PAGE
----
She was angry. There was no doubt about it.
Her words, “You stupid egghead,” made it clear … even if they proved to be an oxymoron. After all, it’s common knowledge that eggheads are smart, right? Well, at least to all of us over the age of five.
I swiftly placed her on our designated “thinking spot” and set the timer. I knew she needed a few minutes to calm down; that her anger had to subside before we could really talk about her words.
Five minutes later, the timer beeped. And there I was, sitting next to her.
“Savannah,” I said, “Do you remember our verse? ‘In your anger do not sin’?”
She nodded, ever so slightly.
“You were angry at your sister, weren’t you?” I probed.
Again, a nod.
“Did you act unkind when you were angry?”
I hate to admit it, but I haven’t always been intentional when it comes to helping Savannah process her anger. It’s not that this type of heart-probing conversation was a foreign concept for me. I’d read the books on it. So you’d have thought I had this thing down by now. You know, since she is our third kid and all. But I didn’t. Our first two never struggled with anger to this degree.
It threw a definite curve ball Ted and my direction. Even though she was only in kindergarten and couldn’t spell the word “anger,” she felt it—and still feels it a year later—intensely. When things don’t go her way. When we tell her “no” instead of “yes.” When one of her sisters doesn’t listen or choose to play with her.
Until last year, I’d often reacted by simply focusing on her behavior, on how the anger was expressed. I poured my energy—and yes, sometimes frustration—into merely punishing words like “you stupid egghead.” But that didn’t work so well.
Cue the sarcasm . . . surprising, huh?
Something had to change. And it did. I started to slow down and offer her more than simply discipline. I started to take the time—even if it meant we had to interrupt dinner or be 10 minutes late to the next puppet show — to give her hope and practical help. Here are two ways I’ve learned to not just discipline, but equip my little girl:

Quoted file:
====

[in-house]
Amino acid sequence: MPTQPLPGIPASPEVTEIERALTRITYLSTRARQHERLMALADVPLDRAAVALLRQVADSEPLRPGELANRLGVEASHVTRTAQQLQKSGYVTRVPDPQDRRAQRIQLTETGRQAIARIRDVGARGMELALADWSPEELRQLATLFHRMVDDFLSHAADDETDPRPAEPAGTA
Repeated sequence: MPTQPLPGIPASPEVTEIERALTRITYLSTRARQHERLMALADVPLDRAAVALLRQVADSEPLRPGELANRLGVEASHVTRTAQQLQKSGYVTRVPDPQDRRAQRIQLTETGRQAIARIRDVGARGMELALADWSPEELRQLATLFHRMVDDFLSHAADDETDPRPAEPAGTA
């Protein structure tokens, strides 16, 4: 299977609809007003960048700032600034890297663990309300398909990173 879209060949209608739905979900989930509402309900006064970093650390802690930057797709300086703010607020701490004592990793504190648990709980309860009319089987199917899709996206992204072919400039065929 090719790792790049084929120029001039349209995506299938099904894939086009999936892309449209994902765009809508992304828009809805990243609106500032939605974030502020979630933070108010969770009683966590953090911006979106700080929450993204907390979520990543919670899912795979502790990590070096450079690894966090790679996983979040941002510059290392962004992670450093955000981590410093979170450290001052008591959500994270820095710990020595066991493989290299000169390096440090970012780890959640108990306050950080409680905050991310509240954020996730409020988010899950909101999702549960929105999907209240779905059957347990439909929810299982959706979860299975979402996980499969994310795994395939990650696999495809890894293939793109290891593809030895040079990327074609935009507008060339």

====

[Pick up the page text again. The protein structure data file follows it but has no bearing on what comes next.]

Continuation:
1. Remind her that it’s what she does with her anger that matters most
The truth is, Savannah will feel anger. We all do sometimes. The primary problem isn’t that she feels this emotion at all, it’s what she chooses to do with it.
Now in those post “thinking spot” talks, I don’t stop at correction. I don’t just tell her, “When you’re angry, don’t hit and call names. It’s not nice.” I go on to instruct, “Here’s what you can do when you feel really, really upset. First, you can pray. You can say, ‘God, I’m really angry at my sister right now. Please help me not to be mean to her.’ Second, you can run to Papa or me. You can tell us you’re upset and ask us to help you calm down.”
2. Remind her what God made her mouth and hands for
When Savannah gets angry, she has tended to hit, scratch, or call her sisters names. Yep, no sugarcoating of my kids’ behavior here. While, sure, I still instruct her not to do these things, I also remind her what God did make her hands and mouth for. He wants her to say kind, encouraging words to others, for example. He wants her to use her hands to offer loving hugs and affirming pats on the back.
The “stupid egghead” incident ended with a hug for me and an apology for her sister. It wasn’t the last time I had to correct and instruct Savannah when it comes to anger. But now that I’m being more intentional about the process, we’re making progress. I’m seeing that with my help and God’s, Savannah is slowly learning how to properly handle this anger.
What about you? What’s one practical way you’re equipping your kids to deal with emotions such as anger?